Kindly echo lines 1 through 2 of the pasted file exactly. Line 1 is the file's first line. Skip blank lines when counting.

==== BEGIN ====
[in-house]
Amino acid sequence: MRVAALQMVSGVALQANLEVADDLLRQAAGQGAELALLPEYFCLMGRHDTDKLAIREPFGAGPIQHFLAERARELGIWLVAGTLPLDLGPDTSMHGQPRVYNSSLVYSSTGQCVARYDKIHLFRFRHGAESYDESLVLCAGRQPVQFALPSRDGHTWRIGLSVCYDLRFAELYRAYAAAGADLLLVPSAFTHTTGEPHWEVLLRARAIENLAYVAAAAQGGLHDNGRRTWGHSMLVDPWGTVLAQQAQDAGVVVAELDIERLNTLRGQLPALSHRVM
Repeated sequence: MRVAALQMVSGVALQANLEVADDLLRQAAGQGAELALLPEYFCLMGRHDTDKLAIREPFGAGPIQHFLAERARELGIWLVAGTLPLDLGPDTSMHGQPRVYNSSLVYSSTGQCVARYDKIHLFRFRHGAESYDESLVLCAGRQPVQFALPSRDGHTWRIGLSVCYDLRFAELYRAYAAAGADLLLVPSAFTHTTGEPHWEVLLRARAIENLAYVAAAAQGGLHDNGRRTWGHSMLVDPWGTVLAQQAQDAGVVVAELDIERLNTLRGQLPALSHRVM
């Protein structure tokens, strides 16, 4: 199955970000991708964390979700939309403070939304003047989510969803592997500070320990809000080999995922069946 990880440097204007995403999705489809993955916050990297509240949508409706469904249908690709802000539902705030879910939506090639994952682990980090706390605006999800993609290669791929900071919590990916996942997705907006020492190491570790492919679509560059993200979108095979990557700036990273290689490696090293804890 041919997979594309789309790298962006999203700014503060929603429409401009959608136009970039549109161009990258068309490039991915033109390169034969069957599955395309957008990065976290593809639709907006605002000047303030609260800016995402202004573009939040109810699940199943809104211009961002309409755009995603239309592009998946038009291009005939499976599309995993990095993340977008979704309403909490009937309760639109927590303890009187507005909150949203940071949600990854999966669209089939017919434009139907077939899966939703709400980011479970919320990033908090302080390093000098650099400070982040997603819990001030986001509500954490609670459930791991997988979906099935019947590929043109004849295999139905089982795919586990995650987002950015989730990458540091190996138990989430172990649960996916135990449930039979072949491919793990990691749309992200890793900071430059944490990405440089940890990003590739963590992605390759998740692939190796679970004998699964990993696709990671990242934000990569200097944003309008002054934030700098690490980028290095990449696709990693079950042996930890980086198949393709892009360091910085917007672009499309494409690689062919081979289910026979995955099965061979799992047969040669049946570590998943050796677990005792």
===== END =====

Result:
[in-house]
Amino acid sequence: MRVAALQMVSGVALQANLEVADDLLRQAAGQGAELALLPEYFCLMGRHDTDKLAIREPFGAGPIQHFLAERARELGIWLVAGTLPLDLGPDTSMHGQPRVYNSSLVYSSTGQCVARYDKIHLFRFRHGAESYDESLVLCAGRQPVQFALPSRDGHTWRIGLSVCYDLRFAELYRAYAAAGADLLLVPSAFTHTTGEPHWEVLLRARAIENLAYVAAAAQGGLHDNGRRTWGHSMLVDPWGTVLAQQAQDAGVVVAELDIERLNTLRGQLPALSHRVM